Friday, September 02, 2016

A Different Answer

I was asked, by someone who seriously wanted to know, if I encountered more discrimination because of my disability or because of my sexuality. As this wasn't part of a frivolous conversation where a quick, and funny response would have been acceptable, I paused to think about it.

And there was much to think about.

In terms of my sexuality, the prejudice around being gay, being part of a gay couple, and wanting to live as freely and as openly as possible has defined much of my life. It defined my relationships with my friends and family. It defined where we lived and how we lived. It defined our choices in recreation and in socialization. My life path wound it's way through a lavender field, with stretches of loneliness and stretches of peril and stretches of defiance.

My disability is a much more recent event, it's been nearly 10 years now that I've been a wheelchair user, and it was a shock to discover that much of the lavender path that I was on was now inaccessible to me. That again my life was being defined not by who I was but by where I could go, the places I had access to and the new battles I had to fight. The discrimination this time was different because it was visible in ways that being gay is not. I can, as a gay person, make myself invisible.

So my answer was, "I encounter much more discrimination because of my weight."  I hadn't been asked about weight but it was the only honest answer. When in public I can forget that I'm disabled, forget that I'm gay, because when I'm in accessible environments doing stuff that isn't focused on my identity as a gay person, I just get about my business. However, I'm never, ever, ever, allowed to forget that I'm fat.

The experience of being as fat as I am leaves me exposed to acts of social violence and hostility on an ongoing and constant basis. Every day. Every time.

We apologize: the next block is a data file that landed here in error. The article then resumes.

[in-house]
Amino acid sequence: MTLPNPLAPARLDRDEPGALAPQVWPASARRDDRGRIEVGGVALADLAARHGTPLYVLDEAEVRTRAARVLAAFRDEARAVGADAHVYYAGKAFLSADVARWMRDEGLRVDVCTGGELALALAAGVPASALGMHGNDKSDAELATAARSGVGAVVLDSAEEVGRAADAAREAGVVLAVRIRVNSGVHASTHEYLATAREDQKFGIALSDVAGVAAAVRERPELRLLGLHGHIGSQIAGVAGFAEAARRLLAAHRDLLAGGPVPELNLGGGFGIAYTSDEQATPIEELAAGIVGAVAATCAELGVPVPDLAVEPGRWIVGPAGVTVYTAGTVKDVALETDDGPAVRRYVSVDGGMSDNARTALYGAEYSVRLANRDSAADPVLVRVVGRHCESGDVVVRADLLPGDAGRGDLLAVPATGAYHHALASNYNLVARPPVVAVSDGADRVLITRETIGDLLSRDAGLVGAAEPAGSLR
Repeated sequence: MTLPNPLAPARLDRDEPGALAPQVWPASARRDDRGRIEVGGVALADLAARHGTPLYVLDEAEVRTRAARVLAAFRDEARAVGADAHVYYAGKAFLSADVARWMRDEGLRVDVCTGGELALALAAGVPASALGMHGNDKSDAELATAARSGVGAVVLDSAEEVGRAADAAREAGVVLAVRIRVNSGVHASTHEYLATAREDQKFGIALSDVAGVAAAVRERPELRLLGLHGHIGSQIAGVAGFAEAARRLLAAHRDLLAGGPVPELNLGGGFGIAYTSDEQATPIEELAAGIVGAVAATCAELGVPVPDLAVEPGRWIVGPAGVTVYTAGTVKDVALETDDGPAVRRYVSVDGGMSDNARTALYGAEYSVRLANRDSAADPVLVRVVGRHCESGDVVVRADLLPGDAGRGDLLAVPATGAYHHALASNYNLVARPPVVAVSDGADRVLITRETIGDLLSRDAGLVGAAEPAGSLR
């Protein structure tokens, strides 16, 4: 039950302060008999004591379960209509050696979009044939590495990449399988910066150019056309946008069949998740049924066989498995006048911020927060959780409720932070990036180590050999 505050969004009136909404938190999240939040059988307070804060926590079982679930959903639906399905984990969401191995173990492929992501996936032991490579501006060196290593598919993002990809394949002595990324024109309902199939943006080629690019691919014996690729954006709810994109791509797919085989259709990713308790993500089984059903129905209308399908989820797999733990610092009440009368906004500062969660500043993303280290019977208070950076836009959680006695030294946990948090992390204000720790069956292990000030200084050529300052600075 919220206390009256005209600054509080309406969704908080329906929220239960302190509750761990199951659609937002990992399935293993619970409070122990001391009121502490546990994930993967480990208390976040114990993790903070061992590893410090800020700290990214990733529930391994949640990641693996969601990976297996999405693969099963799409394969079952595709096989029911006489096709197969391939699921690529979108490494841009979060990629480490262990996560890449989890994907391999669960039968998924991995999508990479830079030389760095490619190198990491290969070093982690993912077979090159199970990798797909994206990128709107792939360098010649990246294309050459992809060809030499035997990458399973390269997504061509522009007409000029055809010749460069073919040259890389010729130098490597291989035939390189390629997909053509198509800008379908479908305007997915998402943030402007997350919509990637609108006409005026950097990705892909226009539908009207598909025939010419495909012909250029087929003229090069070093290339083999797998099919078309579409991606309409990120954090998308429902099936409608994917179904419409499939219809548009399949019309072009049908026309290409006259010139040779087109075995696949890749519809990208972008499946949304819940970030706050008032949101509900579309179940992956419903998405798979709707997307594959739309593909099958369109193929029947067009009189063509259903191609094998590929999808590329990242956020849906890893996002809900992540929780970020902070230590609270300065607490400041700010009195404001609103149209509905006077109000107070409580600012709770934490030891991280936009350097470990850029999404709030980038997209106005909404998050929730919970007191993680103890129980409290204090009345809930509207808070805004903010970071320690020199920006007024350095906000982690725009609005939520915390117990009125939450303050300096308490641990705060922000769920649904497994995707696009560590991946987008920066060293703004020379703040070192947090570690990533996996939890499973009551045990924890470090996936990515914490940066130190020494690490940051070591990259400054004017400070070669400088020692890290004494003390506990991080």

I don't wish to go into this further than that because I've written about this before. What I do think is important is that the initial question I was asked didn't include weight as a possible source of discrimination. It wasn't an obvious place to go for the person asking me. People are used to equating discrimination to sexuality or to disability in ways that they are not able to equate with weight. It's exclusion in the question was telling. In fact, when I answered the person explained the exclusion by saying they didn't want to offend me.

I pointed out that the fact that they thought 'weight' as an identity as potentially more 'shameful' or if not shameful, more resistant to a prideful life, demonstrated my point that weight is attached to all sorts of negative connotations and therefore is rife with potential discrimination.

So, there it is ... an different answer to the wrong question.


Liz Miller said...

Thank you so much for writing this post, and all your posts.

Alicia Butcher Ehrhardt said...

Calculate the calories a person who is disabled and older and can't exercise needs daily to stay at the same weight.

Then tell your able-bodied friends, and ask if they would be willing to live on that few calories.

The answer will always be no. But you're supposed to.

People have no idea why some of us are fatter than we would like to be - and judge us, when it is well-known that the medical success rate with long term dieting is 2%. Yup, just 2%.

Judging is easy.

Oh, and every time you lose weight, your metabolism slows.